Library filed under Noise from Denmark
WIND TURBINES - It's not just snap your fingers - and then there are windmills.
How close can wind turbines be sited near back in inhabited localities? Reports of adverse health noise emissions from wind turbines in Denmark already have led to a dramatic slowdown in the pace of expansion.
Wind Refugees: They can not sleep and want to move or buy new homes to get away from the large wind turbines. Politicians want better protections forthe neighbors and will be reviewing the rules. Neighbours of large wind turbines are fleeing their homes because emissions, especially from low-frequency noise, is so great that they can no longer endure to remain in their homes.
The owner of the nursery at Gislinge fears for his employees' health because of low frequency noise from wind turbines.
In itself, one can question the management’s motives for firing a professor who has frequently been critical of the noise calculations made for wind turbines, when Aalborg University at the same time is trying hard to expand cooperation with wind turbine industry.
DTU's Department of Wind Energy is in charge of construction and operation of the National Test Centre for Large Wind Turbines at Østerild, and we hardly reveal a national secret by thinking aloud, that Professor Henrik Møller's research‐based opinions about low‐frequency noise from large wind turbines may have been on a collision course with his academic competitors at the Technical University.
Eskild Holm Nielsen says he will not comment on individual cases but consistently refutes that Henrik Møller’s critical messages and articles in relation to the wind power industry have anything to do with the firing.
This open letter written by Mauri Johansson, MD, MHH, a specialist in Community and Occupational Medicine, reveals important information about the impacts of wind energy development on communities in Denmark and how these impacts are being exported to other countries.
The Danish Parliament favours the wind industry to a degree where the constitutional state is weakened. Ida Auken, Minister for the Environment, is so indifferent to facts that in a consultation she delivers 38 wrong answers, including the information that wind turbine noise does not disturb more than noise from any other source, and that the regulations are stricter for wind turbine noise than for any other noise.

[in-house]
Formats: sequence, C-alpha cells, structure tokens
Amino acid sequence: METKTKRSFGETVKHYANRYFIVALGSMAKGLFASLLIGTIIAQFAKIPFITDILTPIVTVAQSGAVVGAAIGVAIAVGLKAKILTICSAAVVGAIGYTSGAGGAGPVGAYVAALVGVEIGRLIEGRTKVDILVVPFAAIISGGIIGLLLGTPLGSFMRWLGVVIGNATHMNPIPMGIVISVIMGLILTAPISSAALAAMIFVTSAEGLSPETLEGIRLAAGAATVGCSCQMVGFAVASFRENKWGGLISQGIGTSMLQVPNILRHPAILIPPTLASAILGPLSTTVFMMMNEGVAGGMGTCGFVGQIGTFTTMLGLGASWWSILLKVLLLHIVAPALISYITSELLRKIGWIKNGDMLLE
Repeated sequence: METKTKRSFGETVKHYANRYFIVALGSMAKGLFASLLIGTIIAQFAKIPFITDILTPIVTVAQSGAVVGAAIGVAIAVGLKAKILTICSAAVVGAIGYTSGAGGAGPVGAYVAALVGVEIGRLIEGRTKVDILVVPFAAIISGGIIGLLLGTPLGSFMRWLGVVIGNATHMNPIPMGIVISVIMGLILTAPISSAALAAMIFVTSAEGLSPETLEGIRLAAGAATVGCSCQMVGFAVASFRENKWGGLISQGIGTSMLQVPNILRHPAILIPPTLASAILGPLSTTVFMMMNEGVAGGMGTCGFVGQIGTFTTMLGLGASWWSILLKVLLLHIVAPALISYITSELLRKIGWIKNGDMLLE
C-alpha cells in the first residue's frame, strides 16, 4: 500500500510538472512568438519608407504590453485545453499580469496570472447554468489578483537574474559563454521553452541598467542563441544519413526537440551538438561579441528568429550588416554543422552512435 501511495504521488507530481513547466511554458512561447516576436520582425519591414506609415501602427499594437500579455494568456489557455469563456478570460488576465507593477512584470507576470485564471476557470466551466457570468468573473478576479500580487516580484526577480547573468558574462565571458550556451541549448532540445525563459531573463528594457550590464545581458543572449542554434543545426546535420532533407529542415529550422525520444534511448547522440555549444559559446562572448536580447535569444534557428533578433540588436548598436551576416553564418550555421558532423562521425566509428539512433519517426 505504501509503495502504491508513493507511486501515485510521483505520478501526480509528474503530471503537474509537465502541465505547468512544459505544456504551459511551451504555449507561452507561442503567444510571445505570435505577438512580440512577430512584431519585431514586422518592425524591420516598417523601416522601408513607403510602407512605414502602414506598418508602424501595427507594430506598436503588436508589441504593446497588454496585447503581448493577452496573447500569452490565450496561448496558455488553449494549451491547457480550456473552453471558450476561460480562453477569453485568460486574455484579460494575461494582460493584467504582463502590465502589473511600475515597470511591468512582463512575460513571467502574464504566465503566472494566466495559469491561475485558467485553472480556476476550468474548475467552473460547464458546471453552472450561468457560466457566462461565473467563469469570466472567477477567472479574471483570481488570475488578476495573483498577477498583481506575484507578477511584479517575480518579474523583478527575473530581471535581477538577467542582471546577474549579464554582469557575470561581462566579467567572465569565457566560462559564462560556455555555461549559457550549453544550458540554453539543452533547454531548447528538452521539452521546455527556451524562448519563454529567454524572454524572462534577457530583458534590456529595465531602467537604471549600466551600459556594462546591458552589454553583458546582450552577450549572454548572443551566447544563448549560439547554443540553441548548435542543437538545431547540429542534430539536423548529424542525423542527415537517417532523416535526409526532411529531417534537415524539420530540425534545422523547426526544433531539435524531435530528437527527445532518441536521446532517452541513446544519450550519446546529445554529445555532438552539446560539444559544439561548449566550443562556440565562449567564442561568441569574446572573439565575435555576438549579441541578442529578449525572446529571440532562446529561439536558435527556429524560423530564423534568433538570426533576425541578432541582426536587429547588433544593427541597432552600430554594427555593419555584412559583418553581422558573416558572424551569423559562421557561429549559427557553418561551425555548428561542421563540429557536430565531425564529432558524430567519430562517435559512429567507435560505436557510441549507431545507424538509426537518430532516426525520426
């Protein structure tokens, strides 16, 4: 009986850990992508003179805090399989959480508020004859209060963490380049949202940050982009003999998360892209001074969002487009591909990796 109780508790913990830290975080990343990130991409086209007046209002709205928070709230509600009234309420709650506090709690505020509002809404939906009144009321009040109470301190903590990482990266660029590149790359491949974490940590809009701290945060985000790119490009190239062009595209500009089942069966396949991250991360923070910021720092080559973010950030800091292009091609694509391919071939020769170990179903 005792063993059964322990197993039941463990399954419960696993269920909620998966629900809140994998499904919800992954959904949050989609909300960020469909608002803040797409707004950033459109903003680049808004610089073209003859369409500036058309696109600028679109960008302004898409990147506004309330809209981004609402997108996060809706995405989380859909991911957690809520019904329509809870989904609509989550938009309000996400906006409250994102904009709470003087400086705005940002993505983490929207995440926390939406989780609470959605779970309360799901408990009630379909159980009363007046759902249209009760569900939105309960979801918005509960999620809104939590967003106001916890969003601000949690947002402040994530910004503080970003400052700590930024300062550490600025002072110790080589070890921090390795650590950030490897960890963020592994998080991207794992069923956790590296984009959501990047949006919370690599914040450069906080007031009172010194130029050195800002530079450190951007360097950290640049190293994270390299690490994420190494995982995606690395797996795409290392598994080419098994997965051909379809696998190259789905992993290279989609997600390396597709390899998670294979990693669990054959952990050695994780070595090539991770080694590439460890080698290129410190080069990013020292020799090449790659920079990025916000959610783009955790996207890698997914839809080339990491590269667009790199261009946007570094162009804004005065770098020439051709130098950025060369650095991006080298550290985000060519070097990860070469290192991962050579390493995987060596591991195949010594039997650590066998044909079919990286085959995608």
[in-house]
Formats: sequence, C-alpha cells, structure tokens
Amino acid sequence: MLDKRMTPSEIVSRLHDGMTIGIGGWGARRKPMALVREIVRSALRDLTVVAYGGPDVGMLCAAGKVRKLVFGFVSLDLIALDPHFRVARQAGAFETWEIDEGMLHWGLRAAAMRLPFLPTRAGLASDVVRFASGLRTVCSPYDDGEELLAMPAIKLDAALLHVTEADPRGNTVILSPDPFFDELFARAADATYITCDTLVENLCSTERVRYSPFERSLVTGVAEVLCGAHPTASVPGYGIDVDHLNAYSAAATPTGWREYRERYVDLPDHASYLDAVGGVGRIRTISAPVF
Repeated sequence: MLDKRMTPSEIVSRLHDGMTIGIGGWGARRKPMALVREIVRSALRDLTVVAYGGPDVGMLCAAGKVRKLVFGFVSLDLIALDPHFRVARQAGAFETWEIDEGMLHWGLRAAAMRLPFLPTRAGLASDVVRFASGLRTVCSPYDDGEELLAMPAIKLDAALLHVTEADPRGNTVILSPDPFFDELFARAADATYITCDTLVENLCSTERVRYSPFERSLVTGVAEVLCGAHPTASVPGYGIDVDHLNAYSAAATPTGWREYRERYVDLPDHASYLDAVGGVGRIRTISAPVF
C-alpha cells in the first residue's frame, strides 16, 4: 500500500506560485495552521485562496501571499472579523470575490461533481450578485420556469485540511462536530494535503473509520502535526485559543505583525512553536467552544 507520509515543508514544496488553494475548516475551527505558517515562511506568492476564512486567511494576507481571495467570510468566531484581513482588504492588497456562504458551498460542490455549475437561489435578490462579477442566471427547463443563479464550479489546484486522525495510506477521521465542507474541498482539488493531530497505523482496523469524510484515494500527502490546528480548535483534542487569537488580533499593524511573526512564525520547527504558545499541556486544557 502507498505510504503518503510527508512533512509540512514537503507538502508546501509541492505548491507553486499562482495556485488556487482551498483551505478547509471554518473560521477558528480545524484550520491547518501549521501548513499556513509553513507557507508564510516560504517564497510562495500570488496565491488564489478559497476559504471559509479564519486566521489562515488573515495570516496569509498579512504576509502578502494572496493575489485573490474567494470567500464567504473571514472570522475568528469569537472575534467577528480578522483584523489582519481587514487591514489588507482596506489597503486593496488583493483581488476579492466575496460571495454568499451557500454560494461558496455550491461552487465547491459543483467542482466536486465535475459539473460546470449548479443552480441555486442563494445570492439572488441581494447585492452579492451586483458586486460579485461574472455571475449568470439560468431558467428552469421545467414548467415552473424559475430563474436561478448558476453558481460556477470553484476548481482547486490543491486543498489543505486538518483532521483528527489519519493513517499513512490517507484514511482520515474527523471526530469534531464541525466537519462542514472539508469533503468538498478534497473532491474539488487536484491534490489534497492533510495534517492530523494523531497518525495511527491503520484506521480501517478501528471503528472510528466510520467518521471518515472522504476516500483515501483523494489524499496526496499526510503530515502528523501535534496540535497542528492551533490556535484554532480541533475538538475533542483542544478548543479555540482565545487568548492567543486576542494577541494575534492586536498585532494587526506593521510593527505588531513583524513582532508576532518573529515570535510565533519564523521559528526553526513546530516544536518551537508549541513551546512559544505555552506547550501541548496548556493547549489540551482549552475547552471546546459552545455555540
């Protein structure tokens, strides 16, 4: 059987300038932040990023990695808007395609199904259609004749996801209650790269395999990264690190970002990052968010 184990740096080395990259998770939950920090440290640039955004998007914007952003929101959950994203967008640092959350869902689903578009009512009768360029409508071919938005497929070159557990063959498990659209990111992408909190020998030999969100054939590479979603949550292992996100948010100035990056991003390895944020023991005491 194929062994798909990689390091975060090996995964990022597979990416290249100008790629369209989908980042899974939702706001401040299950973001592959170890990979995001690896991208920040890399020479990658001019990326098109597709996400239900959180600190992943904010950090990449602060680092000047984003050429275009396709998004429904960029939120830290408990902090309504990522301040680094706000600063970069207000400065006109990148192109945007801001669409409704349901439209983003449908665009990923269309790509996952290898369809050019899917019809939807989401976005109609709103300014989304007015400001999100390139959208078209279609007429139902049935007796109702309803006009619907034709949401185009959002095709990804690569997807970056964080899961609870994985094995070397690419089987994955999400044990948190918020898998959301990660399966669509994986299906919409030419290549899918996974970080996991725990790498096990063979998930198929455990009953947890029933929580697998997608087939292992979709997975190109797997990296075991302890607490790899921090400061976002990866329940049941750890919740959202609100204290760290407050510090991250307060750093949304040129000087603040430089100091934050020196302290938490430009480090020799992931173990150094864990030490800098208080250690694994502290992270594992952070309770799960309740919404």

I realized I had a story that was bigger than just the effectiveness of wind energy. You can like it or you can hate it-that isn't the point. What this is about is government and business rushing ahead with new technology without ever making sure it's safe. A car manufacturer would never get away with releasing a new model without extensive safety tests. Same goes for food, appliances-anything. And yet these machines just kept going up, and up, and up.
The Danish wind turbine manufacturer accuses concerned neighbours of giant wind turbines of merely wanting to destroy the wind turbine industry. A harsh smear, but it works, says a professor. Vestas rejects the criticism.
The Windfarm perception project shows that the sound of wind turbines causes relatively much annoyance. The sound is perceived at relatively low levels and is thought to be more annoying than equally loud air or road traffic. This may be caused by the swishing character of the sound or because at night it does not decrease in strength -which is usually the case for traffic noise. Also in this study more disturbance of sleep occurs at the highest sound levels that occurred in this study. ...In the WINDFARM perception project, supervised by Frits van den Berg, the perception was investigated of modern, tall wind turbines by Dutch residents. The study shows that sound from wind farms is an important disadvantage of wind energy which in itself is positively appreciated by a majority of the participants.
This report gives the results of the EU financed study WINDFARMpertception on how residents perceive a wind farm in their living environment as far as sound and sight are concerned. The study includes a postal survey among Dutch residents (n = 725, response rate: 37%) and an assessment of their aural and visual exposure due to wind farms in their vicinity.
They introduced the world to "environmentally friendly" energy, but now some of Europe's "greenest" countries are under pressure to backtrack on wind farms as public anger grows over their impact on the countryside.
This significant research by van den Berg explains why turbine noise as far away as 1900 meters (more than 6,000 feet) is resulting in complaints by residents particularly at night. The paper concludes that noise immission predictions are not accurate and result in the understating of turbine noise levels, particularly during nighttime conditions.